Sungard Availability Services has filed for Chapter 11 bankruptcy, three years after coming out of bankruptcy.

The US and Canadian filing comes just two weeks after its UK division entered into administration, blaming surging UK energy prices and landlords declining to reduce rent costs.

A SunGard data center. Source: SunGard Facebook page
– Sungard

The managed IT company filed in the US Bankruptcy Court for the Southern District of Texas with about $424 million in secured debt. During its last Chapter 11 it was able to reduce its debt by more than $800 million, but said that that did not resolve “challenges inherent to the company’s operating structure."

Among the issues listed were high leasing costs and underused space. CEO Michael Robinson blamed the Covid-19 pandemic and rising energy process - although neither existed at the time of the first bankruptcy.

"Like many companies, our business has been affected by challenges in our capital structure, driven by the global Covid-19 pandemic and other macroeconomic trends including delayed customer spending decisions, insourcing and reductions in IT spending, energy inflation, and reduction in demand for certain services," said Robinson. "Over the past three years, we've made significant network, product, and infrastructure investments which are being well-received by customers and gaining significant traction. We believe the chapter 11 process is a right and critical step forward for the future of our business and our stakeholders."

It has taken out a $95m loan to fund operations during the bankruptcy, which is expected to continue until mid to late summer.

Sungard has about $5m in cash, and is considering a sale of its assets or converting its existing debt to equity. Its UK business is also looking for buyers.

Court documents show that it owes money to landlords North Broad Lessee, Net-Works Associates, Russo Family Ld, Redwood DC Assets, Landmark Infrastructure Partners, Landmark Dividend, and 410 Commerce. Other creditors include Amazon Web Services, Microsoft, Vertiv, Ensono, and Micro Focus.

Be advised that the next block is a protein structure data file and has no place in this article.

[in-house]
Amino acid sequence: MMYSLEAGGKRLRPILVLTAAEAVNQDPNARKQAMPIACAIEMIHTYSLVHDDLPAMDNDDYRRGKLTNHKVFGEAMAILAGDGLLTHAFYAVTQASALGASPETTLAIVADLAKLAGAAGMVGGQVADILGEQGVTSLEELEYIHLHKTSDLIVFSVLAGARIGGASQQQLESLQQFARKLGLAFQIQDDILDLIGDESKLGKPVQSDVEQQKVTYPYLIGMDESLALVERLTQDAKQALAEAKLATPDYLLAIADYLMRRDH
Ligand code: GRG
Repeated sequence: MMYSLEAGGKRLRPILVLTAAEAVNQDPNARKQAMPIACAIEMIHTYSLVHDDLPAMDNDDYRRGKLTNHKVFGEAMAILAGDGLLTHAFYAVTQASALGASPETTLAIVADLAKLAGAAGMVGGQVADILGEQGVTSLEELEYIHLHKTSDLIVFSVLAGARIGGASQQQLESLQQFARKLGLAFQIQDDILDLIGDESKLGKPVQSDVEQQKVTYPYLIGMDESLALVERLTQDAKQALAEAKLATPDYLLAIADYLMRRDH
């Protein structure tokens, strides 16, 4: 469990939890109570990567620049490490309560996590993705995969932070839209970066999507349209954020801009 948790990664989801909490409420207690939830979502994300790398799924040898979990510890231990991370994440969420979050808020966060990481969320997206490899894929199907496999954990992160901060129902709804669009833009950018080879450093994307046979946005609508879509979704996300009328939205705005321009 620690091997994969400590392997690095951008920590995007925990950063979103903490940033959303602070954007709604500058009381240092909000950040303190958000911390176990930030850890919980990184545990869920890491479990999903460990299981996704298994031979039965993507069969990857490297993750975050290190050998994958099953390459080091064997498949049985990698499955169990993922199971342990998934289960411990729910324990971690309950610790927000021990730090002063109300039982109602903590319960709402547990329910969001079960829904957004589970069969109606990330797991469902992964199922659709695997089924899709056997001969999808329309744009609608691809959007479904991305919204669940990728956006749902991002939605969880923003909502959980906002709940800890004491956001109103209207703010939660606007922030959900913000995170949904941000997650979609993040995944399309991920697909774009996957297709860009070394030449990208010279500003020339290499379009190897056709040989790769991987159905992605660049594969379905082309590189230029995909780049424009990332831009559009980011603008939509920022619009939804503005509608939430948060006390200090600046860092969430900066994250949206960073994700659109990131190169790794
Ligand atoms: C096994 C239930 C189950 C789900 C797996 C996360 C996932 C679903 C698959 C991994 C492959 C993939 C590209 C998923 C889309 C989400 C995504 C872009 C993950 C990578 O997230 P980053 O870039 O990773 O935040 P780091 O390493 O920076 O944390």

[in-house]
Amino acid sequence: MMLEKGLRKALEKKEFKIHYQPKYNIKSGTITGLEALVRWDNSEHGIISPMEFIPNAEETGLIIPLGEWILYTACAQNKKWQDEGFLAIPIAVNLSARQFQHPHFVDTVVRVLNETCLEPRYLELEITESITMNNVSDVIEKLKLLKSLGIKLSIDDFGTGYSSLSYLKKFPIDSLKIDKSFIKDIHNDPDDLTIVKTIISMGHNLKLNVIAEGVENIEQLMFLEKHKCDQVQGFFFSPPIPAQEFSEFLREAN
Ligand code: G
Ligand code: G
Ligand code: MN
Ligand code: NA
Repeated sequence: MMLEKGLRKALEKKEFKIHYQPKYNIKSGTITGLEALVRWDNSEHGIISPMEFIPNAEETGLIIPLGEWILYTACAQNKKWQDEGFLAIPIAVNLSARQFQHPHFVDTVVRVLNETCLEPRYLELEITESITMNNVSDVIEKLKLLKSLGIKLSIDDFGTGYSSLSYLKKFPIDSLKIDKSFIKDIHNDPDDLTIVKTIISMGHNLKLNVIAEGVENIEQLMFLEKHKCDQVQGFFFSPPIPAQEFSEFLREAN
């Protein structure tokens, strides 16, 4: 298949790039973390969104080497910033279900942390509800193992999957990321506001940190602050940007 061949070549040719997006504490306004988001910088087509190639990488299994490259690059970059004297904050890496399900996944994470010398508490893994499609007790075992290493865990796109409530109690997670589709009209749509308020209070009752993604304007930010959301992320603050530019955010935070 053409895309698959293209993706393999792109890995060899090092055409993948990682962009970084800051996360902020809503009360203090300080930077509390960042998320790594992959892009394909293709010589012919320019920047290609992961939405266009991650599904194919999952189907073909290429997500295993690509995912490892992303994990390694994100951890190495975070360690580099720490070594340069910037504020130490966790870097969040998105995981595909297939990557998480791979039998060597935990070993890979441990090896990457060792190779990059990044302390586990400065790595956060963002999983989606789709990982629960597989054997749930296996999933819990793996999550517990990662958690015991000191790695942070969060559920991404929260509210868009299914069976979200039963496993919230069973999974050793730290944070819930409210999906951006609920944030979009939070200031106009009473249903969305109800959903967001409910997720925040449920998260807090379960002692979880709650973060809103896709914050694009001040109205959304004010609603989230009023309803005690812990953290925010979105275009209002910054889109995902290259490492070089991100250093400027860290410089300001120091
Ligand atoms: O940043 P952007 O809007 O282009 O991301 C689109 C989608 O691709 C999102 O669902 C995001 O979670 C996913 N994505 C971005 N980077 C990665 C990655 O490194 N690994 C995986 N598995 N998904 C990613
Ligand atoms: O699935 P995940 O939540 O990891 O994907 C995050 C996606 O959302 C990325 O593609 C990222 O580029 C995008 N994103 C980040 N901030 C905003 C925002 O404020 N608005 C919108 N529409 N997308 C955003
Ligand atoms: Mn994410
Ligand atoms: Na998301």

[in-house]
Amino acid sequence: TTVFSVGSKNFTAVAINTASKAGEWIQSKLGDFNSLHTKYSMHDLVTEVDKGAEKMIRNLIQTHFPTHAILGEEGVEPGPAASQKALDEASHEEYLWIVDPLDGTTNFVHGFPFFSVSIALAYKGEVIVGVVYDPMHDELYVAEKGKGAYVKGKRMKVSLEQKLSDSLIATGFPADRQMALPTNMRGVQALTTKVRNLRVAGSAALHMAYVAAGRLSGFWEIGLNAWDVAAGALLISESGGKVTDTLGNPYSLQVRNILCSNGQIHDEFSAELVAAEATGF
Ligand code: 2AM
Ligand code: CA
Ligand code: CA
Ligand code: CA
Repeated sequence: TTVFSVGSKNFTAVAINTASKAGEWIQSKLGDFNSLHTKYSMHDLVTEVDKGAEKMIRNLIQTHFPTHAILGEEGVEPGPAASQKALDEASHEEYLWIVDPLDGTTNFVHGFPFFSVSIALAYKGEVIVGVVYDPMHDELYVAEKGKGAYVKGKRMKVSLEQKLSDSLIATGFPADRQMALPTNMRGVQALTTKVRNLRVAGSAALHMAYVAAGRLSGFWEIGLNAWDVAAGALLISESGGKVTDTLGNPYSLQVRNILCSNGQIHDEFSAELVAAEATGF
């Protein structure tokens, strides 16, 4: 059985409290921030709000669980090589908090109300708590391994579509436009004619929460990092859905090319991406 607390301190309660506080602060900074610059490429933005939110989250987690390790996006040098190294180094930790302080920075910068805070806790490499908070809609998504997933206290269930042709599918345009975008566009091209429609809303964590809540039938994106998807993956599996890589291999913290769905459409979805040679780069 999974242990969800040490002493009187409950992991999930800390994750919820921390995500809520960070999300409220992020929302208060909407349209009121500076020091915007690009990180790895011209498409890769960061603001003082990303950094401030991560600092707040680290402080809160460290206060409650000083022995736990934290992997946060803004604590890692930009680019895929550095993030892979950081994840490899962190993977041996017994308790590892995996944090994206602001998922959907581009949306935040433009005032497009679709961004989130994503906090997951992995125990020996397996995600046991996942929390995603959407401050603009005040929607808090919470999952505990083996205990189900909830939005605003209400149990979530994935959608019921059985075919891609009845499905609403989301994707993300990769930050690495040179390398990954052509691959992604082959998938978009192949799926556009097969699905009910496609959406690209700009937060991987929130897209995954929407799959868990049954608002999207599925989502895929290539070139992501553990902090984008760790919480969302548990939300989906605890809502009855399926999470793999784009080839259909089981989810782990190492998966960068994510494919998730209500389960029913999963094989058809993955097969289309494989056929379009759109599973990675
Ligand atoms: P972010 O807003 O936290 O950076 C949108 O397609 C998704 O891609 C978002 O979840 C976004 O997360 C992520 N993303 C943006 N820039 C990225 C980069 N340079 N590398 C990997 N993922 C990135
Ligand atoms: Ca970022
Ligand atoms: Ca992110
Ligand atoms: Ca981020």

The company operates around 16 data centers and 14 workplace recovery facilities across North America. Sungard’s largest shareholder is investment firm Angelo Gordon. Blackstone Credit, Carlyle Group, FS/KKR Advisor LLC, and Arbour Lane Capital Management LP also hold stakes in the company.

The company noted its operations in Ireland, France, India, Belgium, Luxembourg, and Poland are not impacted by the proceedings in the US, Canada, or UK.

Sungard AS is advised by Akin Gump Strauss Hauer & Feld LLP, Jackson Walker LLP, Cassels Brock & Blackwell LLP, FTI Consulting, Inc., DH Capital, LLC, and Houlihan Lokey Capital, Inc.

Update: Digital Realty has posted an announcement outlining the potential impact Sungard's situation could have on its financials. While it didn't name the company explicitly, Digital Realty recently noted 'a privately held IT service provider' declared bankruptcy on April 11.

DR said the company is its Digital Core REIT's fifth-largest customer, occupying 2.7MW of capacity in Toronto and representing approximately $5 million of annualized revenue; around 7.1 percent of Digital Core REIT's total revenue. Sungard has paid its rental obligations for April and has said it intends to keep paying suppliers.

The same customer is also Digital Realty's 23rd largest customer and leases approximately 10.5MW directly from Digital Realty across six facilities in four markets, totaling approximately $22 million of annualized revenue, or 0.7 percent of Digital Realty's total revenue.

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